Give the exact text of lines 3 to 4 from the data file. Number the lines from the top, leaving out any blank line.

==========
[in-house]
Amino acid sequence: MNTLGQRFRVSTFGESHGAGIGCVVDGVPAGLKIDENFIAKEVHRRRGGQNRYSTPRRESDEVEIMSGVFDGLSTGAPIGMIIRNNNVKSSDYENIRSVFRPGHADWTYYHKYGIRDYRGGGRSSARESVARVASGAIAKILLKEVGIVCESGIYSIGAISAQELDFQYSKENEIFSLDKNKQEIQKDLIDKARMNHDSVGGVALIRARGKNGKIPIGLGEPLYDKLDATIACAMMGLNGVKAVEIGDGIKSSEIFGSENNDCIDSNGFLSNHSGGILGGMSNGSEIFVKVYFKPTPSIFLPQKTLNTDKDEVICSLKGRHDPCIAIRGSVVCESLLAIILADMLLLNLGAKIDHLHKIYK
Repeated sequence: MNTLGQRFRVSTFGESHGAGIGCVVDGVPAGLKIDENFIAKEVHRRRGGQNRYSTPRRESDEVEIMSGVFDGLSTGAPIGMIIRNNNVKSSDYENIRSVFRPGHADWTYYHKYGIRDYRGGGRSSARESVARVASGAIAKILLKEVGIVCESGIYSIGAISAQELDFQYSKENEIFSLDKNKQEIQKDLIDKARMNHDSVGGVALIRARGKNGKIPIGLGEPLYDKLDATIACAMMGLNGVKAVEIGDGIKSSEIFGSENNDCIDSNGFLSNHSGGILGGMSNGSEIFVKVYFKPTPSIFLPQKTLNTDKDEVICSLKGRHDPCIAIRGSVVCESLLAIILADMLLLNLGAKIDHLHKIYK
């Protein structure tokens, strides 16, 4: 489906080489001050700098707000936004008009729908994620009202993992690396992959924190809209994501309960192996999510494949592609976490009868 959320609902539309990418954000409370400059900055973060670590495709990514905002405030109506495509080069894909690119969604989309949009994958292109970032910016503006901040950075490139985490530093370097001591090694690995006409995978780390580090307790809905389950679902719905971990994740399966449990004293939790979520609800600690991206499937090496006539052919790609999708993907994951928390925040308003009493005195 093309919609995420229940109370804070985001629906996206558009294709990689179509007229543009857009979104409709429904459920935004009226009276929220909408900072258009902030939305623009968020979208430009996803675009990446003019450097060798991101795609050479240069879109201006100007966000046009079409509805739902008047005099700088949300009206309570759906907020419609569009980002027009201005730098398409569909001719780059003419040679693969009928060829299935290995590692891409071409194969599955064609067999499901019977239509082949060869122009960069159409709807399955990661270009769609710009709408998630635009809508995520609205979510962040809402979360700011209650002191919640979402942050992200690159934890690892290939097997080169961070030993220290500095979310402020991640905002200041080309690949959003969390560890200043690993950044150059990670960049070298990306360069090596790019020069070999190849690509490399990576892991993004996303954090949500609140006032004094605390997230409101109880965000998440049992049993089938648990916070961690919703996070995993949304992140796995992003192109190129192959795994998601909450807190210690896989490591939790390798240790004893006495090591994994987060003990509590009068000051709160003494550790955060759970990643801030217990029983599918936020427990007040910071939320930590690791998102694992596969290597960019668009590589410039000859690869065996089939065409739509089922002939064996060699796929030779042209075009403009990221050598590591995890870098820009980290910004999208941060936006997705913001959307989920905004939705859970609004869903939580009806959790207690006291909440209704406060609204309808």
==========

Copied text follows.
Repeated sequence: MNTLGQRFRVSTFGESHGAGIGCVVDGVPAGLKIDENFIAKEVHRRRGGQNRYSTPRRESDEVEIMSGVFDGLSTGAPIGMIIRNNNVKSSDYENIRSVFRPGHADWTYYHKYGIRDYRGGGRSSARESVARVASGAIAKILLKEVGIVCESGIYSIGAISAQELDFQYSKENEIFSLDKNKQEIQKDLIDKARMNHDSVGGVALIRARGKNGKIPIGLGEPLYDKLDATIACAMMGLNGVKAVEIGDGIKSSEIFGSENNDCIDSNGFLSNHSGGILGGMSNGSEIFVKVYFKPTPSIFLPQKTLNTDKDEVICSLKGRHDPCIAIRGSVVCESLLAIILADMLLLNLGAKIDHLHKIYK
């Protein structure tokens, strides 16, 4: 489906080489001050700098707000936004008009729908994620009202993992690396992959924190809209994501309960192996999510494949592609976490009868 959320609902539309990418954000409370400059900055973060670590495709990514905002405030109506495509080069894909690119969604989309949009994958292109970032910016503006901040950075490139985490530093370097001591090694690995006409995978780390580090307790809905389950679902719905971990994740399966449990004293939790979520609800600690991206499937090496006539052919790609999708993907994951928390925040308003009493005195 093309919609995420229940109370804070985001629906996206558009294709990689179509007229543009857009979104409709429904459920935004009226009276929220909408900072258009902030939305623009968020979208430009996803675009990446003019450097060798991101795609050479240069879109201006100007966000046009079409509805739902008047005099700088949300009206309570759906907020419609569009980002027009201005730098398409569909001719780059003419040679693969009928060829299935290995590692891409071409194969599955064609067999499901019977239509082949060869122009960069159409709807399955990661270009769609710009709408998630635009809508995520609205979510962040809402979360700011209650002191919640979402942050992200690159934890690892290939097997080169961070030993220290500095979310402020991640905002200041080309690949959003969390560890200043690993950044150059990670960049070298990306360069090596790019020069070999190849690509490399990576892991993004996303954090949500609140006032004094605390997230409101109880965000998440049992049993089938648990916070961690919703996070995993949304992140796995992003192109190129192959795994998601909450807190210690896989490591939790390798240790004893006495090591994994987060003990509590009068000051709160003494550790955060759970990643801030217990029983599918936020427990007040910071939320930590690791998102694992596969290597960019668009590589410039000859690869065996089939065409739509089922002939064996060699796929030779042209075009403009990221050598590591995890870098820009980290910004999208941060936006997705913001959307989920905004939705859970609004869903939580009806959790207690006291909440209704406060609204309808």